Now, I leave it to you to believe in any philosophical interpretation; that states that the true nature of the world, despite of experimental facts, still is perfectly determined – we're just forbidden, by both theory & experiments, to find this "delicate fact" out ...

    Personally, I prefer Occam's[/PLAIN] [Broken] razor. :wink:

    As bhobba pointed out; quantum effects is an intrinsic part of the genetic evolution, and besides "jumps", we are bombarded with ultraviolet light and cosmic rays every second, and some might cause mutations, while others pass right through.

    If this seems to 'trivial'; why not buy a quantum hardware random number generator, and travel to Las Vegas!? :biggrin:
     
    Last edited by a moderator: May 6, 2017
  14. Jan 14, 2014 #13

    DevilsAvocado

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    Say hwuht!? :surprised This is the most outrageous thing I ever heard!! :grumpy:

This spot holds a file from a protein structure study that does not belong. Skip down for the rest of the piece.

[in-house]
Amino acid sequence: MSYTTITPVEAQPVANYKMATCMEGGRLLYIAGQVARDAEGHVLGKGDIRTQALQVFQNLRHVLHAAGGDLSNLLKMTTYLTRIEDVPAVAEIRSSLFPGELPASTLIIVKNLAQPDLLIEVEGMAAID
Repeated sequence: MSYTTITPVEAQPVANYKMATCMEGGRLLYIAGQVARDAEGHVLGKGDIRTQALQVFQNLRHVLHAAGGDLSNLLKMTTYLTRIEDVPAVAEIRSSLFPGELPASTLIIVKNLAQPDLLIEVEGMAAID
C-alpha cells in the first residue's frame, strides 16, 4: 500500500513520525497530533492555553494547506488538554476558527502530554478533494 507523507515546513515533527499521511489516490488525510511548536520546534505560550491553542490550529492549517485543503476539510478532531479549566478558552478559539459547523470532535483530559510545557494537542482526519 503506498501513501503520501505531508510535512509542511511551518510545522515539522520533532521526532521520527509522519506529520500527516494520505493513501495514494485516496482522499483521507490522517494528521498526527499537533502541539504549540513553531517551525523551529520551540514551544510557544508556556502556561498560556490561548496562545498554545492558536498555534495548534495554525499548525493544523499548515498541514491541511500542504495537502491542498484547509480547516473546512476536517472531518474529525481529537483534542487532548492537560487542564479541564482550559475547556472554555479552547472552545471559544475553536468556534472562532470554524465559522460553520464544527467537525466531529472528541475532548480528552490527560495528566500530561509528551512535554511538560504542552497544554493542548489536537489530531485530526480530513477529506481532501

(:rofl:)
     
  15. Jan 14, 2014 #14
    Quantum uncertainty does not imply that results are truly random. Quantum states are not fully determined - and when they are resolved there is convincing evidence that "collapsed" state is not locally determined. But this is far from evidence against determinism.

    On the other side, when a quantum state collapses, there is no possibility of predicting with certainty what its state will be and the result can be used to generate a number sequence that is as random as any other known to science.